Judge Arthur Engoron shut down Donald Trump’s attempt to secure a mistrial in a civil fraud lawsuit that could lead to him and his co-defendants forfeiting hundreds of millions of dollars and being barred from running a business in New York. Trump and others argued that the trial should be thrown out because the judge’s law clerk had attended a Democratic political event advocating for Joe Biden. The judge dismissed these claims and asserted that his law clerk didn’t make rulings or issue orders.
The ongoing trial stems from the New York Attorney General’s lawsuit against Trump, his sons, and associates, alleging fraud and other financial misdeeds. Engoron ruled in September that Trump committed fraud and is now presiding over the trial to address other allegations, including falsifying business records and insurance fraud. In a recent attempt to request a mistrial, Trump also criticized the judge’s law clerk’s political contributions, but the judge determined his clerk’s campaign contributions were within legal limits.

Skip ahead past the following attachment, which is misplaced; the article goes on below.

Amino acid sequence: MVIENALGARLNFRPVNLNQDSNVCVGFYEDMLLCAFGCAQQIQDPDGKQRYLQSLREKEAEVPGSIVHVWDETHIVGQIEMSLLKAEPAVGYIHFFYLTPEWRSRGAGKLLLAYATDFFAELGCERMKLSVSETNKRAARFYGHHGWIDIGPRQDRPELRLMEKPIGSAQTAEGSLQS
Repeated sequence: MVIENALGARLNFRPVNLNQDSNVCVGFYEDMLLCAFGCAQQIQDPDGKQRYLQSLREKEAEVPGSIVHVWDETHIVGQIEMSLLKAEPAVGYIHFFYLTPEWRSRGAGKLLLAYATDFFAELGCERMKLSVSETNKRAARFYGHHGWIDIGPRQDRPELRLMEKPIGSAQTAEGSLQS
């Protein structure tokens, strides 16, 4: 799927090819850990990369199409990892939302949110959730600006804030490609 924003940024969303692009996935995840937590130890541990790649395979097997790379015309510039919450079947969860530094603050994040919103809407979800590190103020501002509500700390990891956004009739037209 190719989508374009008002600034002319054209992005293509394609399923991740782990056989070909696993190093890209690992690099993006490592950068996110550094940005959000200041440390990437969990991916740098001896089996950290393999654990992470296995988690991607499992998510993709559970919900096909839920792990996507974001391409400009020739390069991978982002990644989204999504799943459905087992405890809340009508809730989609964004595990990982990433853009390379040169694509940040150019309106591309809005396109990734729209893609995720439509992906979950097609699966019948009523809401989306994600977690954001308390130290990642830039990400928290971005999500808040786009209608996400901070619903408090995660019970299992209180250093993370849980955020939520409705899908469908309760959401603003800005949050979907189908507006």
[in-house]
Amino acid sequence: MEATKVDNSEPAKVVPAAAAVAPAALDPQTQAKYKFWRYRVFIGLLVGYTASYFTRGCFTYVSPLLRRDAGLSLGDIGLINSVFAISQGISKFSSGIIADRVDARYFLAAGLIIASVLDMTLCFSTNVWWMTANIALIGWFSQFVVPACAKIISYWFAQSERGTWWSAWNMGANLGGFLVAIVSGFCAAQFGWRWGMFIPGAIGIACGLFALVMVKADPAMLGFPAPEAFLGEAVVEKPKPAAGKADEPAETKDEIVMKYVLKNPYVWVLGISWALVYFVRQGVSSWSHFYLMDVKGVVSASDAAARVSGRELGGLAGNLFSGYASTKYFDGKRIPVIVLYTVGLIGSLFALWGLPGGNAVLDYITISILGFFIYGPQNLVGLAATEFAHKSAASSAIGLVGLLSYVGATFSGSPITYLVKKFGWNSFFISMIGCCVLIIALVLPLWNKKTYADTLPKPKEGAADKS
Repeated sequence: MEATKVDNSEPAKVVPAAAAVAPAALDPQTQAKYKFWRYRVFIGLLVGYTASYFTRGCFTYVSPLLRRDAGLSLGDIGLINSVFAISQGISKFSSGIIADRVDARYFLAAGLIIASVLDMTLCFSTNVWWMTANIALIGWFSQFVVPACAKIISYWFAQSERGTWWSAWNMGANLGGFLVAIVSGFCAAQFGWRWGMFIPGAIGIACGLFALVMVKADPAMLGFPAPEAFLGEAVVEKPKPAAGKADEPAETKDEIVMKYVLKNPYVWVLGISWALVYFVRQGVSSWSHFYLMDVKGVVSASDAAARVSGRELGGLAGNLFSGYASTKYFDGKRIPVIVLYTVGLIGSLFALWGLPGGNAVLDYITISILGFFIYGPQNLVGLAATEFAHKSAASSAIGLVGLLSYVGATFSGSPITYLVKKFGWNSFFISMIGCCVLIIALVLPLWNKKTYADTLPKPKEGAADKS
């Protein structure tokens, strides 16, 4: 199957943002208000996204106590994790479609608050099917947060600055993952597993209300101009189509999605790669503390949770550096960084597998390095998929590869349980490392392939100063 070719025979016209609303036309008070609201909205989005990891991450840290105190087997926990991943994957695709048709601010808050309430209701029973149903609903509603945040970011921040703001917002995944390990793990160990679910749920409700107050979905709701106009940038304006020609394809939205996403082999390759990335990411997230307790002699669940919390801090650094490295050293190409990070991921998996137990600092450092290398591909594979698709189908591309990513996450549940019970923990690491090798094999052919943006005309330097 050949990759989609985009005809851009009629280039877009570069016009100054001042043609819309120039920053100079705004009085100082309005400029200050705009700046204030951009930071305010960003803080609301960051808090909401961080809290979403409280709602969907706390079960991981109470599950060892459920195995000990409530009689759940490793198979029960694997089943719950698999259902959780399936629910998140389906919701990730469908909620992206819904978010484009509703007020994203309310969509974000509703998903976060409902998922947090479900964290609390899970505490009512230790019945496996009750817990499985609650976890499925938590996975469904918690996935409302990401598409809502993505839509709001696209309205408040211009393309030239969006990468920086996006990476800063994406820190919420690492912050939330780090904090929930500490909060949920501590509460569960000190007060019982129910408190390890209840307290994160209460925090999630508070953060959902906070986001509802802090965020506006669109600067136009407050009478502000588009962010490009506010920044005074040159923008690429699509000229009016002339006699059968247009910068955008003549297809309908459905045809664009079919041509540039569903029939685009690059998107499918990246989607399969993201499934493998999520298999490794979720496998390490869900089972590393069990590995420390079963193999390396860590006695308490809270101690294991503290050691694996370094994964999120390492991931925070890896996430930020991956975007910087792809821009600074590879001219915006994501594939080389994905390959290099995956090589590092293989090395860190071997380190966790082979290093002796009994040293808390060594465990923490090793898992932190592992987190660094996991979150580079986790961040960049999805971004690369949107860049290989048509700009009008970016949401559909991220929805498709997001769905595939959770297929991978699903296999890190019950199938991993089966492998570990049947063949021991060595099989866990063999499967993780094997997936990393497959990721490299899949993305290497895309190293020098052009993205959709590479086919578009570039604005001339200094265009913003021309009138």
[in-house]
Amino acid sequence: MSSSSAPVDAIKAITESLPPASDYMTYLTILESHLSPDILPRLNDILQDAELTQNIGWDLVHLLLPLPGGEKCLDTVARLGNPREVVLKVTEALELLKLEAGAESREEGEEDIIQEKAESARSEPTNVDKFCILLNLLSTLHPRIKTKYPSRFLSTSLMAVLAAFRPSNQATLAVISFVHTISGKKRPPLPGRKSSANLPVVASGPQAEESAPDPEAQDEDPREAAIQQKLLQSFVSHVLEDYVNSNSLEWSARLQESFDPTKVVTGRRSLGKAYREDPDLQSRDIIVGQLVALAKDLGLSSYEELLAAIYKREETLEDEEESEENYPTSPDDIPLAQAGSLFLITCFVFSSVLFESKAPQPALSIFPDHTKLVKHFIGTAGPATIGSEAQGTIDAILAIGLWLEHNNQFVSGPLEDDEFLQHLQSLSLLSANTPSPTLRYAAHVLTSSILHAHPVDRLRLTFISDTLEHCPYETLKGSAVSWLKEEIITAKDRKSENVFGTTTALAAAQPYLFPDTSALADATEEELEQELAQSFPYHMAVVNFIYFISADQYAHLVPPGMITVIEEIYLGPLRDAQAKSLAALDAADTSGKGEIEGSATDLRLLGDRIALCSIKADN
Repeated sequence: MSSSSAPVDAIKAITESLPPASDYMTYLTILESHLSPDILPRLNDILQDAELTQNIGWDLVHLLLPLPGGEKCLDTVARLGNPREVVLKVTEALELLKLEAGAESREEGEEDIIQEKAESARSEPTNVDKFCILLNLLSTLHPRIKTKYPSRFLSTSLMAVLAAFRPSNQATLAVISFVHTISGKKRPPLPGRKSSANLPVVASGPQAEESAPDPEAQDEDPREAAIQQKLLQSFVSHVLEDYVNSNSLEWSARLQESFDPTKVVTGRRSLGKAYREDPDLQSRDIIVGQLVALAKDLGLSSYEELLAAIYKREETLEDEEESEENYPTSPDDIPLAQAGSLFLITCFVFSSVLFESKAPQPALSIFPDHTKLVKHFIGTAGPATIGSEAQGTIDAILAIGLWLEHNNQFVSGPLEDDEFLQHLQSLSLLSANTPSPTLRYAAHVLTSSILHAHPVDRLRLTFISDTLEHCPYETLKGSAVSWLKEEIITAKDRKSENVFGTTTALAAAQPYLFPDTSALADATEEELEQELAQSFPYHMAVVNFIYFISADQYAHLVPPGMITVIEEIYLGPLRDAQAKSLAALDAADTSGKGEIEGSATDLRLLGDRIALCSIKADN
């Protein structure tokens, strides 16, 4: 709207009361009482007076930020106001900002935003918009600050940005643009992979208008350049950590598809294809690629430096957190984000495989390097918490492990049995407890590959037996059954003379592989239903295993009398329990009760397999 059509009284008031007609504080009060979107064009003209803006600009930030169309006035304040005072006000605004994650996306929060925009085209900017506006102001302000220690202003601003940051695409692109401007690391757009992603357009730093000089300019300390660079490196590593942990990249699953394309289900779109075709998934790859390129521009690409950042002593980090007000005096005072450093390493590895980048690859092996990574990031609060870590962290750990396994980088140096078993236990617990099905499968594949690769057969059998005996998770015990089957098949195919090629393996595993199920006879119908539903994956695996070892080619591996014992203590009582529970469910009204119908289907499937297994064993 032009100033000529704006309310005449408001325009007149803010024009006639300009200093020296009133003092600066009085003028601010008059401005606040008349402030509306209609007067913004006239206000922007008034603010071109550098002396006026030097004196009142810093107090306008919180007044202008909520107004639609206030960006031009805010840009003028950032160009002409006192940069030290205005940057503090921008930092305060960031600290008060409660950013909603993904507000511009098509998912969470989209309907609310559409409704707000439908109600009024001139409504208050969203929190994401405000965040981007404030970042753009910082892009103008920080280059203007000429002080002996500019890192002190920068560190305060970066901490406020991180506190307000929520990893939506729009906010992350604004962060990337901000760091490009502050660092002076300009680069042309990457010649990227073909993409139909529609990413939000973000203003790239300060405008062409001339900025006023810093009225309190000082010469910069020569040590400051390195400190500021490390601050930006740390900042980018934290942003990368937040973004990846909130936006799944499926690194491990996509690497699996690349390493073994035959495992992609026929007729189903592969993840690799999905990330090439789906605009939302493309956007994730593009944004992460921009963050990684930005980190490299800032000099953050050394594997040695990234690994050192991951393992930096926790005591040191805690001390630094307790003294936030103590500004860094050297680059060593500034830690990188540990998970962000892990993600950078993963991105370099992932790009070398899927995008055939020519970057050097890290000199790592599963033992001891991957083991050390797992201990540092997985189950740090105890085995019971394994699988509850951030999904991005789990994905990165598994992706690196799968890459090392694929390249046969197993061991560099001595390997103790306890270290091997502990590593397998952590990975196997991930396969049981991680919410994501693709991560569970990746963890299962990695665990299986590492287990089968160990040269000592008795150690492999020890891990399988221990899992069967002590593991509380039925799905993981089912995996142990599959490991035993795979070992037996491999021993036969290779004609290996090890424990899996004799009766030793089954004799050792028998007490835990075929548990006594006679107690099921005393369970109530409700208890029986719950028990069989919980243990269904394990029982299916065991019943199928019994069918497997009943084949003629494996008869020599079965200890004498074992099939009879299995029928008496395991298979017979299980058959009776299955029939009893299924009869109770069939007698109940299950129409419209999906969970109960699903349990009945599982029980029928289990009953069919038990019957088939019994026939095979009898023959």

The judge’s decision to deny Trump’s request for a mistrial follows a New York appeals court’s move to suspend gag orders imposed by the judge. Trump’s legal team claims the clerk effectively collaborated with the judge during the trial, but the judge defended his right to consult with his law clerks and make independent rulings.
In summary, the judge has refused to grant Trump’s request for a mistrial in his civil fraud case in New York. This case is ongoing, and this development follows criticism from Trump and his legal team regarding the judge’s law clerk’s political affiliations and contributions, but the judge maintained that he and his clerk operate independently and within legal boundaries. This article originally appeared on USA TODAY.